Probabilities of placing 3rd for given states (*x*, *y*, *z*), where *x* : *y* : *z* are in the ratio 3 : 2 : 1. The ICM values are shown for comparison.

( | | | |
---|---|---|---|

(3, 2, 1) | 0.12690355 | 0.25888325 | 0.61421320 |

(6, 4, 2) | 0.12672895 | 0.25857077 | 0.61470028 |

(12, 8, 4) | 0.12671616 | 0.25854223 | 0.61474162 |

(24, 16, 8) | 0.12671533 | 0.25854029 | 0.61474439 |

(48, 32, 16) | 0.12671528 | 0.25854016 | 0.61474456 |

(96, 64, 32) | 0.12671527 | 0.25854016 | 0.61474457 |

ICM | 0.1500 | 0.2667 | 0.5833 |

**Q**when \(S\text { mod } 3 = 0\) by regarding the state (

*S*/ 3,

*S*/ 3,

*S*/ 3) as non-terminal. The time until ruin is calculated from the row sum of \(\mathbf N = (\mathbf I - \mathbf Q )^{-1}\). In Example 1, for the state (2, 1, 1),

**Q**given by (7) and

**I**the \(2 \times 2\) identity, we obtain

## 4 Conclusion

In this paper, a method of solving players’ first-ruin probabilities in the 3-tower problem or gambler’s ruin with three players was presented. The assumptions were that each player started with some nonzero number of chips and during each round, two players were randomly selected in an even-money bet with a randomly chosen winner winning one chip from the loser. One application of this is computing equities in a partial information game (e.g. poker tournaments) modeled as a random game. A multigraph of the various states given *S* total chips was constructed. The method specified how to obtain the state transitions and absorption probabilities, as given by Theorems 1 and 2. The resulting linear system of the Markov chain were then used to solve the 3rd place (and thus 2nd place) probabilities of any state in *S*. Although a closed form formula was not derived for the probabilities, the method produces exact solutions instead of numerical approximations. This made it possible to show subtle differences in probabilities of first ruin as *S* was increased, while preserving the relative chip ratios. In contrast, other methods, such as ICM or Brownian models, only depend on the proportion of chips each player has, thus are independent of any scaling factor. The calculated results were similar to previous numerical approximations using Brownian motion, but differed from ICM by up to \(15\,\%\), although as mentioned, ICM and the 3-tower problem do not use the same assumptions.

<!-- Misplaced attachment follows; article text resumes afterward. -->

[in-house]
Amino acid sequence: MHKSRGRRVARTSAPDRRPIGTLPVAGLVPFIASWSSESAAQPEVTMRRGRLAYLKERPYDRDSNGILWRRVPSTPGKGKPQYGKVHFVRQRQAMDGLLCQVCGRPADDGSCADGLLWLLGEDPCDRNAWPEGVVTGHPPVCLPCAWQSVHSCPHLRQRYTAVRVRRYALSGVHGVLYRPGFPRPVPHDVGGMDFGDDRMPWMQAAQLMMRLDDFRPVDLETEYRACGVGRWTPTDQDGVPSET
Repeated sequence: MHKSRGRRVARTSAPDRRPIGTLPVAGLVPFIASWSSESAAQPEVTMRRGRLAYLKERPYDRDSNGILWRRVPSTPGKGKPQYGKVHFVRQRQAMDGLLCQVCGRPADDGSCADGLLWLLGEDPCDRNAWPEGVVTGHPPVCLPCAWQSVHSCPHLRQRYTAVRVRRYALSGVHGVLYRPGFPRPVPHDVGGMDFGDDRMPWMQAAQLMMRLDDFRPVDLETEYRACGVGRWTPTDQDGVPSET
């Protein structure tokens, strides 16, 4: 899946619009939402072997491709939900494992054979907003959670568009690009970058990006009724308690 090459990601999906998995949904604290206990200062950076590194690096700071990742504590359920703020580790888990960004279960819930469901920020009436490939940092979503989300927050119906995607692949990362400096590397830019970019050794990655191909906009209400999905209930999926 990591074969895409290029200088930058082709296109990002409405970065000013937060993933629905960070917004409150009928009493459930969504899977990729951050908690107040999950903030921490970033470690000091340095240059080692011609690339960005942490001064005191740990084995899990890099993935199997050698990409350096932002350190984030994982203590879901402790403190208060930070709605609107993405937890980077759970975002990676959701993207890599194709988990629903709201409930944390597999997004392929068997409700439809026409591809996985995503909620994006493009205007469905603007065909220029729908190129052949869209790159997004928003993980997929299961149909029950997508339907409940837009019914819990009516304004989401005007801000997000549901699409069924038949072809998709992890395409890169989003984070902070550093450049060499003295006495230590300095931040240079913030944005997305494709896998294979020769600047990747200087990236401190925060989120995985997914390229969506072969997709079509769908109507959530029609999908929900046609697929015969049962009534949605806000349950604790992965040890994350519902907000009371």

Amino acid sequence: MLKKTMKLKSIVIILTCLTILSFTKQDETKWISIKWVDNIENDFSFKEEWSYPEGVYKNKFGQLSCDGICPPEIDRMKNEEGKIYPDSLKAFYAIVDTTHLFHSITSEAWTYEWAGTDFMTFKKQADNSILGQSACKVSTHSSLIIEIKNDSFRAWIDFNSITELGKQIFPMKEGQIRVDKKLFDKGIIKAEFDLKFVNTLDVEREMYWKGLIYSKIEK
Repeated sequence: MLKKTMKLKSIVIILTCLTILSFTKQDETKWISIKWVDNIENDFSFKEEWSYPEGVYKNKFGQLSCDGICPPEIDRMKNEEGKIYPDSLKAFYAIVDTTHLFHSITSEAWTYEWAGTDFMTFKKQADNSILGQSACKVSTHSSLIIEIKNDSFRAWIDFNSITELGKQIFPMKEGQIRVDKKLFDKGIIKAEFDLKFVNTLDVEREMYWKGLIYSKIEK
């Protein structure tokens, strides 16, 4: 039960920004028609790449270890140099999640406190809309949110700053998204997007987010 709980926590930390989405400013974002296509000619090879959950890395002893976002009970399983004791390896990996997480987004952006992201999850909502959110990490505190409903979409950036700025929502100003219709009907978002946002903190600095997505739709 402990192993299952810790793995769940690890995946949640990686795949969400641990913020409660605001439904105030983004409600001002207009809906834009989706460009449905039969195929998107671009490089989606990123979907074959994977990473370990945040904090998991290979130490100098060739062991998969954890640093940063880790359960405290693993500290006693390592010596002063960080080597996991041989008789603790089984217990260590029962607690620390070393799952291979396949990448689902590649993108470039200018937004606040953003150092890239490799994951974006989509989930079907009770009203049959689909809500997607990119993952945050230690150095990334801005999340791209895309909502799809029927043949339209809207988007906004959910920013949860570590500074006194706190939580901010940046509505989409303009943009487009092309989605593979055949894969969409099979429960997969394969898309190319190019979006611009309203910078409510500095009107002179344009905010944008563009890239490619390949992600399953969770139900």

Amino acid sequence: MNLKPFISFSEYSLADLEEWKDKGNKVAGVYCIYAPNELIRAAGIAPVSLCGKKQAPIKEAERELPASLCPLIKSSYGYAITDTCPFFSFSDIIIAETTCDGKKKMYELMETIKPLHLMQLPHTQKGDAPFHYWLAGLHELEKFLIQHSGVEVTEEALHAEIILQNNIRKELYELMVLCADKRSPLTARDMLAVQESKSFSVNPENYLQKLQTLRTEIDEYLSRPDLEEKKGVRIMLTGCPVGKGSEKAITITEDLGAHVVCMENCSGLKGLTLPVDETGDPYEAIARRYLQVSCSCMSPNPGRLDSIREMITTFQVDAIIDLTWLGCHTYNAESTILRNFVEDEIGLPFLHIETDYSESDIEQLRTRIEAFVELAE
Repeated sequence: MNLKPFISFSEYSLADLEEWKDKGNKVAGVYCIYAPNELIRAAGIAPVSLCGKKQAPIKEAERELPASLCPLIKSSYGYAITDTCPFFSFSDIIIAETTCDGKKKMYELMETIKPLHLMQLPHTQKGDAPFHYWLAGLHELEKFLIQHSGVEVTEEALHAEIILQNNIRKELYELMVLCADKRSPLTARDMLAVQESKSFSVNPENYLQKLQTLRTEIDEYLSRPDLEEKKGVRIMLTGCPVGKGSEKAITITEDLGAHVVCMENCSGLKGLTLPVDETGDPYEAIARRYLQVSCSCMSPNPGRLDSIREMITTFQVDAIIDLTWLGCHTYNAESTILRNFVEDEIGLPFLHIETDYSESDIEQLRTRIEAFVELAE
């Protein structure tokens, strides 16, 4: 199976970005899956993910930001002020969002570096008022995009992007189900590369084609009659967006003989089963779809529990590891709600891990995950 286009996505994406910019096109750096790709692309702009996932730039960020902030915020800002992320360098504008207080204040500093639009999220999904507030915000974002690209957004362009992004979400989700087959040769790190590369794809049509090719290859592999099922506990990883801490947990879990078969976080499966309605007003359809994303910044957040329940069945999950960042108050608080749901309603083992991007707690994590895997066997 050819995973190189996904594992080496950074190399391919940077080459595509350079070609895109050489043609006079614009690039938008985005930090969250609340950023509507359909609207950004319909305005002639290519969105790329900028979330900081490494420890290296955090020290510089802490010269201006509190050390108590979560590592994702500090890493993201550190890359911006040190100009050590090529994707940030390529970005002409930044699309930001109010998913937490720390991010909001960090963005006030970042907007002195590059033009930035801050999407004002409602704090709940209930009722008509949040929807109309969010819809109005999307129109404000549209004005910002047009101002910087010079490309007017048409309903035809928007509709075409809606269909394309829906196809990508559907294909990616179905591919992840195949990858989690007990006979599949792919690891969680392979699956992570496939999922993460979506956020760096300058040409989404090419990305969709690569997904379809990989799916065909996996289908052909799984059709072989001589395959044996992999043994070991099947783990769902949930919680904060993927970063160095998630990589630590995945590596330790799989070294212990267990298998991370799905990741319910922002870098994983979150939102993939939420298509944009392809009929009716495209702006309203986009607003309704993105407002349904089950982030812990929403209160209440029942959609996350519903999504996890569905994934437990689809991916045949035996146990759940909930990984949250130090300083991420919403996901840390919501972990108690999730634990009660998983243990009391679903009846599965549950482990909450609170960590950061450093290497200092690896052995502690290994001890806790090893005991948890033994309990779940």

The 3-tower model may be extended to one wherein bet sizes are not fixed. The multigraph form of such a model would be much more complex because the number of edges and adjacent nodes is not limited to six. The model may also be applied to other forms of the three-player gambler’s ruin such as player-centric and symmetric games. An extension to an *N*-tower problem may be done but the increase in complexity of the graph is expected to be significant.

## Notes

### Acknowledgments

This project was supported by the National Sciences Research Institute of the University of the Philippines, Project Reference No. 2008.149. A special thanks to Ramon Marfil of the Institute of Mathematics, University of the Philippines, for his assistance in the project.